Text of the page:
The UserDatabaseAdapter further uses the UserRepository for persistence.

@RequiredArgsConstructor
public class UserDatabaseAdapter implements UserDatabase {

    private final UserRepository userRepository;

    @Override
    public UserIdentifier save(User user) {
        User savedUser = userRepository.save(user);
        return new UserIdentifier(savedUser.getIdentifierAsLong());
    }
}

As we can figure out, the core does not need to know whether the requests are coming from an API or console. Similarly, it doesn’t care about whether the data is saved to RDBMS or file storage.

In fact, just to demonstrate, I have written the database adapter for borrowing domain completely differently. Go check it out!

Basically, these adapters are interchangeable as long as they fit in to the port

Multiple Adapters

You will not find any references to Spring framework inside core. This is not just a recommendation but a requirement.

This can be asserted by unit tests:

@AnalyzeClasses(packages = {"com.yasinbee.libman.hex.domain.user"},
        importOptions = {ImportOption.DoNotIncludeTests.class})
public class UserArchitectureTest {

    @ArchTest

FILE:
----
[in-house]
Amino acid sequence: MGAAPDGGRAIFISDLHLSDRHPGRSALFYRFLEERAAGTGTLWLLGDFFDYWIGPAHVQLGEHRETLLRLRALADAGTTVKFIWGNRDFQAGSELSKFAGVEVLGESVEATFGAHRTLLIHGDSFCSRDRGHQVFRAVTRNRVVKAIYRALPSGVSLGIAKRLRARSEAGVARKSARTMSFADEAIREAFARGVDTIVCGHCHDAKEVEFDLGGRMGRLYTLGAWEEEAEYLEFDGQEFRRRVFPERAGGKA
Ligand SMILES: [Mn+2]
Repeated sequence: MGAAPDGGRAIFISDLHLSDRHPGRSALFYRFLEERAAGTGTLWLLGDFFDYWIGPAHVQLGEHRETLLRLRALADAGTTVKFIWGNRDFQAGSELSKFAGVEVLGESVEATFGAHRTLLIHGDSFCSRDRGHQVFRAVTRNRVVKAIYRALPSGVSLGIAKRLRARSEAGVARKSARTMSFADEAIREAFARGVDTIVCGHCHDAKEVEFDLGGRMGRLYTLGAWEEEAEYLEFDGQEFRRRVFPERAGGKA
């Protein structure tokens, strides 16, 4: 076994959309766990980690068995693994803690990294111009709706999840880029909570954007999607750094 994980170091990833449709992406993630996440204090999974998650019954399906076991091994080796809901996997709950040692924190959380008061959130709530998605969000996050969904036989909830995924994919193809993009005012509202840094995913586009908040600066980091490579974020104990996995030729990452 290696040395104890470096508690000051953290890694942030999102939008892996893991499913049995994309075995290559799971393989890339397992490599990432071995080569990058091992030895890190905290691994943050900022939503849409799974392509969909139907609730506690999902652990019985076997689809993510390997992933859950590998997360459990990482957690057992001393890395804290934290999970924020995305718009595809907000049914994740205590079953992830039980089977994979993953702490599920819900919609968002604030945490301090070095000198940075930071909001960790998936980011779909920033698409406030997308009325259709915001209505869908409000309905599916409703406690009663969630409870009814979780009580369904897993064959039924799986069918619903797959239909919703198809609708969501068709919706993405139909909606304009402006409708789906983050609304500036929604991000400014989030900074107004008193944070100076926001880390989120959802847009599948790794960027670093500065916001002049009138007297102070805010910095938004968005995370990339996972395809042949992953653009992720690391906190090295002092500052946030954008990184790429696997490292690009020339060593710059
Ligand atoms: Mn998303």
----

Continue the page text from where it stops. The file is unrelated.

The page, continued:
public static final ArchRule hexagonalArchInUserDomain = onionArchitecture()
            .domainModels("com.yasinbee.libman.hex.domain.user.core.model..")
            .domainServices("com.yasinbee.libman.hex.domain.user..")
            .applicationServices("com.yasinbee.libman.hex.domain.user.application..")
            .adapter("infrastructure", "com.yasinbee.libman.hex.domain.user.infrastructure..");

    @ArchTest
    public static final ArchRule noSpringDependenciesInUserFacade =
            noClass(UserFacade.class)
                    .should()
                    .dependOnClassesThat()
                    .resideInAPackage("org.springframework..");
}

The above test asserts that anything in core must not be dependent on the Spring framework. Credits: 

Different ports

As we can see, we have two different ports, incoming and outgoing. The difference is that the requests coming in to the application are served by incoming ports. The requests going out of the application are served by the outgoing ports.

CI CD Infrastructure

The CI CD pipeline utilizes automation tools and infrastructure-as-code for continuous deployment.

Basically, we push the code to master, Travis will start performing these steps.

  • Build & test
  • Create docker images
  • Push docker images to docker hub
CI CD Pipeline

Once Travis pushes the images, it notifies Elasticbeanstalk and the deployment begins.

Here is how the overall setup for the application looks like. 

App infrastructure

Nginx is our proxy, and the App is our Spring application running on port 8080. The application talks to the RDS instance running Postgres on port 5432. The port 80 is exposed to the outside world. No other ports are exposed.

Conclusion

I hope this sample gave you rough idea about the practical implementation of the hexagonal architecture using Spring and Java. Finally, we saw how to create an end-to-end CD pipeline using Travis, Docker and AWS.